Claudia Rodriquez-Oviedo received a 12 month sentence for placing a fake bomb threat call to USD 382.
A tearful Claudia Rodriguez-Oviedo read an apology in Pratt County District Court Monday just before District Court Judge Frank Meisenheimer sentenced her to 12 months in prison for aggravated criminal threat and 8 months for an unlawful act concerning a computer in connection with a bomb threat against USD 382 on Nov. 6, 2017.
She will also have 24 months of post release supervision.
In her apology, Rodriguez-Oviedo apologized to the school district, she regretted her actions and was ashamed of what she did and the impact it has had on her family.
"I will work the rest of my life to correct my actions," Rodriguez-Oviedo said.
Rodriguez-Oviedo was also ordered to pay almost $36,800 in restitution to USD 382 to cover wages when the school had to shut down while it was searched for the bomb.
Pratt County Attorney Tracy Beverlin said the e-mail that said several bombs had been placed in district buildings disrupted school activities. About 30 after school students were moved to Kingdom Hall across the street for safety. Beverlin read a list of missed activities from Superintendent Suzan Patton who had to notify schools that the scholars bowl competition had to be cancelled, a Broadway Dinner Theatre had to be cancelled, 1,269 students lost a day of instruction, the district technology person had to several hours reviewing security video and several students didn't attend school after it was back in session. Even though there was no injury to students, the event had an emotional impact on them and the district. Given these actions, Beverlin said probation would not be appropriate.
Beverlin said if Rodriguez-Oviedo was not sent to prison, who would monitor her actions and Beverlin wanted her to serve time and be remanded to the state. Rodriguez-Oviedo is not a U.S. citizen and her visa expires in March. Her deportation is imminent, Beverlin said.
Rodriguez-Oviedo sat quietly in the courtroom and listened as Meisenheimer read his instructions about the sentencing. Rodriguez-Oviedo, who is late in a pregnancy, will serve the sentences concurrently and could get up to 15 percent of the sentenced reduced for good behavior. She also received credit for time served.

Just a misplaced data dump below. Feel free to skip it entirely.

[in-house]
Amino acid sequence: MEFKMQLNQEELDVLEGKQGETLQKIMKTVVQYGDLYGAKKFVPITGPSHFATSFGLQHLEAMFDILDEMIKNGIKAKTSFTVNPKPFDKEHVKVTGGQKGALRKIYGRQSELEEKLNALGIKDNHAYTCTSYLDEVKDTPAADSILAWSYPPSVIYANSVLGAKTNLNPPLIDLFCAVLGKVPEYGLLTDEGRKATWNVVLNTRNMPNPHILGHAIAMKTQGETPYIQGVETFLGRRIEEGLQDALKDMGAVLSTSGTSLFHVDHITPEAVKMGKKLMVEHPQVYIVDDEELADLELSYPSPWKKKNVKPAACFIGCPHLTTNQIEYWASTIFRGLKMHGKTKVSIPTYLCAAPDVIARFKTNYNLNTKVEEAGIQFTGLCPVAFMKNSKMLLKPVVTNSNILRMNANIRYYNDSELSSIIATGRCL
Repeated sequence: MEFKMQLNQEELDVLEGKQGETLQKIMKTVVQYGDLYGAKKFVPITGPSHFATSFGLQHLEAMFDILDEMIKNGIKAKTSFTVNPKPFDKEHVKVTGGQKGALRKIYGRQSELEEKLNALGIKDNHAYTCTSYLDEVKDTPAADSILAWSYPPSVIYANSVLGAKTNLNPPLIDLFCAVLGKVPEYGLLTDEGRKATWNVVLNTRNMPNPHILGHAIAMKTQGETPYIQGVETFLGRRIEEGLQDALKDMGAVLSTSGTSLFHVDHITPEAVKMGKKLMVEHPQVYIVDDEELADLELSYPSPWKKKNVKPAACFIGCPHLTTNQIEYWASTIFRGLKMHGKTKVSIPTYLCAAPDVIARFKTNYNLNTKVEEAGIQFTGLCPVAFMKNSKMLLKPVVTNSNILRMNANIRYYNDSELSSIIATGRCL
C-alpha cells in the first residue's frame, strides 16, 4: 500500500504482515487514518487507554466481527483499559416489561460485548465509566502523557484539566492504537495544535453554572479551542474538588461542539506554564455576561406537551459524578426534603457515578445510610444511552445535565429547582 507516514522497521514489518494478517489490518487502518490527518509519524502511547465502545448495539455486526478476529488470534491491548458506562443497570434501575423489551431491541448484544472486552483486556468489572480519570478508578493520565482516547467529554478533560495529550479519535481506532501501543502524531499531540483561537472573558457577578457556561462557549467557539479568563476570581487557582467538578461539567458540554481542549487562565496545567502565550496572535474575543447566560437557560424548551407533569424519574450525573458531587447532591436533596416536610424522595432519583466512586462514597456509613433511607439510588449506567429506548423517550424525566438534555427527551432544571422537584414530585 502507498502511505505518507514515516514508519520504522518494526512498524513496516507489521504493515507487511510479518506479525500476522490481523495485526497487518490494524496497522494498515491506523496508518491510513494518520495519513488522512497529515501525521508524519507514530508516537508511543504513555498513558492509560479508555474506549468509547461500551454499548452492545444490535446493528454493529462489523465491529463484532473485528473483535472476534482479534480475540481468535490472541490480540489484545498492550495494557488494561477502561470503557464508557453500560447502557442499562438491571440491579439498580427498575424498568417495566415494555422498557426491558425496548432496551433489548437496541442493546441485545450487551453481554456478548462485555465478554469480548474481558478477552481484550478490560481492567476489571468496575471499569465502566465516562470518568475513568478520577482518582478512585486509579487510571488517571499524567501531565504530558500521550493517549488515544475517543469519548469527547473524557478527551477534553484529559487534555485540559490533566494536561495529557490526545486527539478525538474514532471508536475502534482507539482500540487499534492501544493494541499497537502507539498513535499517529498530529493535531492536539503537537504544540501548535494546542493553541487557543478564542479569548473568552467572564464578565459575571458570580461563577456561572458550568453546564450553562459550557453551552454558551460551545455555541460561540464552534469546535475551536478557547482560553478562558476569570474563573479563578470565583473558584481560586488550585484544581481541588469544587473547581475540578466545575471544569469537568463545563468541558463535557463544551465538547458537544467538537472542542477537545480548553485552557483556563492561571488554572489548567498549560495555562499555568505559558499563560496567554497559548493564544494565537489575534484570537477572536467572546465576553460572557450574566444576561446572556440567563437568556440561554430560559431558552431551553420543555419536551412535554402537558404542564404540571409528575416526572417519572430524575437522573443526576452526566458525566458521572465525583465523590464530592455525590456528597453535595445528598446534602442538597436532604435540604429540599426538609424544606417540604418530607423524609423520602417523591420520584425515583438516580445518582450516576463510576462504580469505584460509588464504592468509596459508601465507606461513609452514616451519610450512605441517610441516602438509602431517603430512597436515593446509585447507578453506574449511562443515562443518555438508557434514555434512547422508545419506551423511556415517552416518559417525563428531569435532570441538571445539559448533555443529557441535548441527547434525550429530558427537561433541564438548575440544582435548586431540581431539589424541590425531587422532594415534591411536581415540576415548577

Rodriguez-Oviedo's attorney Terry Malone, said she had expressed shame and remorse for her inexplicable acts. She has four children with a fifth on the way. No one was injured because of her actions and she cooperated with the court in the case.
Meisenheimer said he took into consideration Rodriguez-Oviedo's lack of a criminal history, her cooperation, pleading guilty to reduce the amount of time the court had to spend on the case and the fact that this was her first felony when pronouncing sentence. The range for the charge of aggravated criminal threat is 31-34 months and the sentencing reflects that consideration.
While this was meant as a hoax and no bombs were present and no one was hurt, the court could not ignore the disruption the e-mail had in the school district, Meisenheimer said.
The e-mail came in on Monday, Nov. 6, 2017 saying there were bombs planted in several buildings. Police were called, the emergency response plan was put into action and the e-mail service provider was contacted to determine who sent the e-mail.
Event's and classes were cancelled, KBI K-9 units were brought in and all USD 382 buildings were searched but nothing was found. Rodriguez-Oviedo was booked into Pratt County Jail on Wednesday, Nov. 8, 2017 one count of aggravated criminal threat and one count of unlawful act concerning a computer. Her bond was set at $500,000.
She waived her rights to a preliminary hearing and to a jury trial and pled guilty to both counts.